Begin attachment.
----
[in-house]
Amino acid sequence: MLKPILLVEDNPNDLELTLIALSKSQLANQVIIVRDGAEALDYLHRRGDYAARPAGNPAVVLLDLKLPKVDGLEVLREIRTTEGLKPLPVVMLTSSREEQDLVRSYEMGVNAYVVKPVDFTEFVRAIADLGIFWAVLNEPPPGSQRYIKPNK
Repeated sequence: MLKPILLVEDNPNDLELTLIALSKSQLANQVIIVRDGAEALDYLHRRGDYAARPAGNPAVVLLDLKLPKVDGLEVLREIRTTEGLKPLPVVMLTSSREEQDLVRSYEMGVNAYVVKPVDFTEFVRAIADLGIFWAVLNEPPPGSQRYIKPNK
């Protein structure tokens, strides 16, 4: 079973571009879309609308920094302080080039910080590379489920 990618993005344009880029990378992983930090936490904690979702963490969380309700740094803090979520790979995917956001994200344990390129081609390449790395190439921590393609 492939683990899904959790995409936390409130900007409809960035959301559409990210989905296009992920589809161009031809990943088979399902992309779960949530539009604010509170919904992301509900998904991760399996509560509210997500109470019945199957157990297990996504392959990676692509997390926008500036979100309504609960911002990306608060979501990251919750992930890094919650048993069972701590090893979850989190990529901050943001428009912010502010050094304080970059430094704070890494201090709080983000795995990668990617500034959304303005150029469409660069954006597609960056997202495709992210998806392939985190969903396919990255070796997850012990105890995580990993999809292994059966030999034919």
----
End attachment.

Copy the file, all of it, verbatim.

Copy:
[in-house]
Amino acid sequence: MLKPILLVEDNPNDLELTLIALSKSQLANQVIIVRDGAEALDYLHRRGDYAARPAGNPAVVLLDLKLPKVDGLEVLREIRTTEGLKPLPVVMLTSSREEQDLVRSYEMGVNAYVVKPVDFTEFVRAIADLGIFWAVLNEPPPGSQRYIKPNK
Repeated sequence: MLKPILLVEDNPNDLELTLIALSKSQLANQVIIVRDGAEALDYLHRRGDYAARPAGNPAVVLLDLKLPKVDGLEVLREIRTTEGLKPLPVVMLTSSREEQDLVRSYEMGVNAYVVKPVDFTEFVRAIADLGIFWAVLNEPPPGSQRYIKPNK
């Protein structure tokens, strides 16, 4: 079973571009879309609308920094302080080039910080590379489920 990618993005344009880029990378992983930090936490904690979702963490969380309700740094803090979520790979995917956001994200344990390129081609390449790395190439921590393609 492939683990899904959790995409936390409130900007409809960035959301559409990210989905296009992920589809161009031809990943088979399902992309779960949530539009604010509170919904992301509900998904991760399996509560509210997500109470019945199957157990297990996504392959990676692509997390926008500036979100309504609960911002990306608060979501990251919750992930890094919650048993069972701590090893979850989190990529901050943001428009912010502010050094304080970059430094704070890494201090709080983000795995990668990617500034959304303005150029469409660069954006597609960056997202495709992210998806392939985190969903396919990255070796997850012990105890995580990993999809292994059966030999034919």